Jenkins one year in Philadelphia was way below par statistics wise, but at the same time, Jenkins will always be remembered in Philly for his postseason magic.
Jenkins lowly .246 batting average was only enough to land him a spot on the bench. Plagued by chasing the high fastball, Jenkins struck out way too often and by the time the playoffs started, and even most of the way through the playoffs, Jenkins was a nobody to Phillies fans.
Then Jenkins did something to solidify his remembrance in Philadelphia for eternity. Coming off of a 48-hour rain delay, Jenkins was set to lead-off pinch-hitting for Cole Hamels. Hours before the game, I can recall the Philadelphia bashing Charlie Manuel for picking Werth to pinch hit.
Jenkins silenced critics with a huge, clutch double that will forever be remembered in the city of Philadelphia.
Despite the emotional attachments some Philly fans may now have for Jenkins, he was stuck coming off a bench with a plethora of lefties. The Phillies will pay the remainder of his salary this season, which is roughly $6.75 million, as well as a $1.25 million buyout for next season.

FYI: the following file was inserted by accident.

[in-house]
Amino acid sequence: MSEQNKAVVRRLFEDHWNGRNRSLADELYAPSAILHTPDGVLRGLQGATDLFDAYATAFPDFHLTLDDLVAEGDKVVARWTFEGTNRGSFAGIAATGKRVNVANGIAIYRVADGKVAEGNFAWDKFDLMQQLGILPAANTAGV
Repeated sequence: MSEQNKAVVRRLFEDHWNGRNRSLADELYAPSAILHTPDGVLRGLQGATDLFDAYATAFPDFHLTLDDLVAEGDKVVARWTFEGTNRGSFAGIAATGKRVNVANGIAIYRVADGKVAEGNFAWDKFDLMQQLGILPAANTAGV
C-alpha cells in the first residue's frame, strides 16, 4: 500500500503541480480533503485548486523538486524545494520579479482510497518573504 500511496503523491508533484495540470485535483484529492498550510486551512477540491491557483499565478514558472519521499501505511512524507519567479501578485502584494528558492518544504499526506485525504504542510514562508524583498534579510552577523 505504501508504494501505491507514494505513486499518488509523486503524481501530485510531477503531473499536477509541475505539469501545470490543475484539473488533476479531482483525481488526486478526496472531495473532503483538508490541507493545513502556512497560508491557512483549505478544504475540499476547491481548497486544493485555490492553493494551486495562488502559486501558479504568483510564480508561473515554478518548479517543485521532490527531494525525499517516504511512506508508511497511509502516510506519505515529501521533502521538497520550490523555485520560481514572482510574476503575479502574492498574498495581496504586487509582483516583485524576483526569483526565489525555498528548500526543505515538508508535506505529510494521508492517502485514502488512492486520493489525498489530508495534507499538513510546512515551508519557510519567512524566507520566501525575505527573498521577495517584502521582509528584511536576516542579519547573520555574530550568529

Jenkins has been gone only hours, but rumors are already being thrown around about his successor (I never realized the successor of a bench player was such a big deal; only in Philly.) With Gary Sheffield being released just before Werth, rumors are starting like wildfires.
It has been confirmed that the Phillies have contacted Sheffield's agent, but specifics of the conversation were not discussed. Either way, odds of him landing in Philly are slim.
His batting average was lower than Jenkins, although he did hit 10 more home runs (with a total of 19.) Also, Sheffield may not be ready for a bench role, which he will be forced to take in Philly.
In other news, the Phillies announced Chan Ho Park as their fifth starter today after one of the most intriguing "battles" this offseason. J.A. Happ, who was the last competitor standing for Park, will be competing with two others for a bullpen spot.